These developments are in addition to the contractionary fiscal policy the government has taken this past fiscal year to help reduce macroeconomic imbalances such as inflation that averaged 13pc last year, a 12.4-billion-dollar trade deficit and current external debt that is almost a third of gross domestic product. Government spending is most likely to scale down further, given current policy directions the incumbent is planning to take.
But all of these could be complicated if the public sector continues to be inefficient, a matter that cannot be dispelled through the mere introduction of policies. For the private sector to grow, and the economy to be efficient, there needs to be a professionally competent and non-partisan public sector, able to facilitate good governance – instead of merely policing markets, or rather obstructing their functions.
Businesses can hardly create jobs, supplement import substitution, supplant domestic revenues and become globally competitive if the public sector fails to create an environment for the efficient allocation of resources and ensure the unhindered movement of capital, goods, services, people and – yes – information.
Just as important, since the government needs to reduce spending, the public sector must become efficient enough to provide adequate services with limited resources. The public sector, instead of supporting a well-compensated, motivated and competent workforce, makes do with poorly paid, inept and unmotivated employees. Capitalizing on the civil service should be considered an investment as good and as necessary an outlay as spending on public infrastructure projects.
This could help the bureaucracy to see the public sector not as a provider of favours to the public, but as an entity that offers services in return for what taxpayers pay into the coffers of the government. The concept of value for money should hold sway.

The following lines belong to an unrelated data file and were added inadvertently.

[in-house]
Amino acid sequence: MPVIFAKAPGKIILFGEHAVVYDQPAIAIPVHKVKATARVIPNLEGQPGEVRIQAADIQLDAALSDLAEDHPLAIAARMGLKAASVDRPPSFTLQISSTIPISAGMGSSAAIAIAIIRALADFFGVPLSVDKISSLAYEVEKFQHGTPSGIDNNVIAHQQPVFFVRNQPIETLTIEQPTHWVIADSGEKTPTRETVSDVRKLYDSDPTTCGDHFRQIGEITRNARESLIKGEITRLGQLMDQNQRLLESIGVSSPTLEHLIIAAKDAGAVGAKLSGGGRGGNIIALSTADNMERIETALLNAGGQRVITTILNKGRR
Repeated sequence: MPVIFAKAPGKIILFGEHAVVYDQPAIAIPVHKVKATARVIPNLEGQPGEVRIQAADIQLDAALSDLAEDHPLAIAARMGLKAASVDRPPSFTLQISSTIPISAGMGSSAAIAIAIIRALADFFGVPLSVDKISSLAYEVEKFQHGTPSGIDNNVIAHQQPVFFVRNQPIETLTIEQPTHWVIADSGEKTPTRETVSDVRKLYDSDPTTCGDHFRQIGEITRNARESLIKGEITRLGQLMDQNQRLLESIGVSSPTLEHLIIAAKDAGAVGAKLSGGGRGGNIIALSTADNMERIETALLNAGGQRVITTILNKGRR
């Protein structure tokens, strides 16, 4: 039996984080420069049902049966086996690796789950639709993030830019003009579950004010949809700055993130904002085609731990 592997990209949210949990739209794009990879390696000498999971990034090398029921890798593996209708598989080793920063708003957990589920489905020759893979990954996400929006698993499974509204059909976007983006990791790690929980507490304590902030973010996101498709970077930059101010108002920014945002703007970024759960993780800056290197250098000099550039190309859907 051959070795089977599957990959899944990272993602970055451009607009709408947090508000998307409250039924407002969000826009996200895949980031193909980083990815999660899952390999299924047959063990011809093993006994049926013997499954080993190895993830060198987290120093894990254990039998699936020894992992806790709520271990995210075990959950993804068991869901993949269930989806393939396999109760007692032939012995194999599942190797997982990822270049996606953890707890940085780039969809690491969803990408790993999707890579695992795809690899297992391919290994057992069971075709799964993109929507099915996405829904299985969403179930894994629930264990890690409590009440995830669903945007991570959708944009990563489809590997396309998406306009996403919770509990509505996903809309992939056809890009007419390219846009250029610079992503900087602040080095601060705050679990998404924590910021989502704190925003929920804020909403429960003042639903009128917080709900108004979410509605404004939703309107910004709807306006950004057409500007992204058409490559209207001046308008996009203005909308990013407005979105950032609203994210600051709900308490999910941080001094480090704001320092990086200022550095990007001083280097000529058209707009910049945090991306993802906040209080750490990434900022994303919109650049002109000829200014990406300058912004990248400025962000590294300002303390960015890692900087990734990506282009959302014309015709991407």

Similarly, instituting performance measurements used in the private sector could also be used for the public sector to improve services. Performance evaluation tools that use inputs from users of the services, the accountable body and from private firms that work with public agencies can be implemented. The performance evaluation, if planned and overseen by an independent body, could provide accountability and will indicate where improvements are needed.
Politics may, of course, stand in the way. Performance information may receive scant attention from political bosses much the same way audit gaps in federal agencies have been treated in the past.
Indeed, there has never been a shortage of programmes that measure performance in the public sector, including Business Process Re-engineering, Kaizen, Balanced Scorecards and Deliverology, just to mention a few. Despite the time and effort it takes to implement these programmes, they have brought little improvements in service provisions to the public sector.
In Ethiopia, this may be because standing committees have been unable to scrutinise performance and forward their recommendations, while parliament has neglected to press the executive branch during the passing of budget bills.
Collecting proper data, and even bringing it to light alone, would change little to alter the public sector’s sense of entitlement. Parliament should be willing to sanction incompetence by either insisting on an incentivising allocation of budgets or change the inadequate leadership now presiding over government agencies.